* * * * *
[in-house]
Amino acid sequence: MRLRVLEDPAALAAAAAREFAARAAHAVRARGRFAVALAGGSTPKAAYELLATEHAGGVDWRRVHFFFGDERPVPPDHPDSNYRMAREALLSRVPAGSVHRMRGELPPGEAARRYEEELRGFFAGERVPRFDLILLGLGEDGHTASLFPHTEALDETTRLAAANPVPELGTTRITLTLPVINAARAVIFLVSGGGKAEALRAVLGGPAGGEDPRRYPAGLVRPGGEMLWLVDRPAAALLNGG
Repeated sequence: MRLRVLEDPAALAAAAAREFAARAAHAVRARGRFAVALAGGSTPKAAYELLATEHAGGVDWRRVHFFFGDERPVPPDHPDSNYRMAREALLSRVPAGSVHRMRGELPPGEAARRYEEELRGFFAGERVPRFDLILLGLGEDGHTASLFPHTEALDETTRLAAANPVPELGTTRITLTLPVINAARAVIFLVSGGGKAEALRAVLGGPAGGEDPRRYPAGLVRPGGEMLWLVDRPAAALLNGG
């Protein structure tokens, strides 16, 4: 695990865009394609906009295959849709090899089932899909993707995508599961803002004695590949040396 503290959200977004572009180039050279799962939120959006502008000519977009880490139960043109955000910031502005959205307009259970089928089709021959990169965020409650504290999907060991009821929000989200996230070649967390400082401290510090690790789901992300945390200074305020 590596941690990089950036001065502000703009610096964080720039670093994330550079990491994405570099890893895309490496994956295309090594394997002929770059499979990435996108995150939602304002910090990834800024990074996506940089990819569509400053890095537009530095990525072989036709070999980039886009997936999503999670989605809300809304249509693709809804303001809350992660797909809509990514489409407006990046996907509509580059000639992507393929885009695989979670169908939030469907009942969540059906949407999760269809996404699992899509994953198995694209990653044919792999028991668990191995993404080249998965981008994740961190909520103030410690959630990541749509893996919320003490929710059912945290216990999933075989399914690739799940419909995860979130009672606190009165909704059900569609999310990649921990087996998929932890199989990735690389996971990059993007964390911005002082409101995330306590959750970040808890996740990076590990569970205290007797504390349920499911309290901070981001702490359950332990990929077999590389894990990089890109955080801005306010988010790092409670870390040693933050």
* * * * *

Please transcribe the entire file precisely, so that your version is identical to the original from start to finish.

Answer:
[in-house]
Amino acid sequence: MRLRVLEDPAALAAAAAREFAARAAHAVRARGRFAVALAGGSTPKAAYELLATEHAGGVDWRRVHFFFGDERPVPPDHPDSNYRMAREALLSRVPAGSVHRMRGELPPGEAARRYEEELRGFFAGERVPRFDLILLGLGEDGHTASLFPHTEALDETTRLAAANPVPELGTTRITLTLPVINAARAVIFLVSGGGKAEALRAVLGGPAGGEDPRRYPAGLVRPGGEMLWLVDRPAAALLNGG
Repeated sequence: MRLRVLEDPAALAAAAAREFAARAAHAVRARGRFAVALAGGSTPKAAYELLATEHAGGVDWRRVHFFFGDERPVPPDHPDSNYRMAREALLSRVPAGSVHRMRGELPPGEAARRYEEELRGFFAGERVPRFDLILLGLGEDGHTASLFPHTEALDETTRLAAANPVPELGTTRITLTLPVINAARAVIFLVSGGGKAEALRAVLGGPAGGEDPRRYPAGLVRPGGEMLWLVDRPAAALLNGG
């Protein structure tokens, strides 16, 4: 695990865009394609906009295959849709090899089932899909993707995508599961803002004695590949040396 503290959200977004572009180039050279799962939120959006502008000519977009880490139960043109955000910031502005959205307009259970089928089709021959990169965020409650504290999907060991009821929000989200996230070649967390400082401290510090690790789901992300945390200074305020 590596941690990089950036001065502000703009610096964080720039670093994330550079990491994405570099890893895309490496994956295309090594394997002929770059499979990435996108995150939602304002910090990834800024990074996506940089990819569509400053890095537009530095990525072989036709070999980039886009997936999503999670989605809300809304249509693709809804303001809350992660797909809509990514489409407006990046996907509509580059000639992507393929885009695989979670169908939030469907009942969540059906949407999760269809996404699992899509994953198995694209990653044919792999028991668990191995993404080249998965981008994740961190909520103030410690959630990541749509893996919320003490929710059912945290216990999933075989399914690739799940419909995860979130009672606190009165909704059900569609999310990649921990087996998929932890199989990735690389996971990059993007964390911005002082409101995330306590959750970040808890996740990076590990569970205290007797504390349920499911309290901070981001702490359950332990990929077999590389894990990089890109955080801005306010988010790092409670870390040693933050």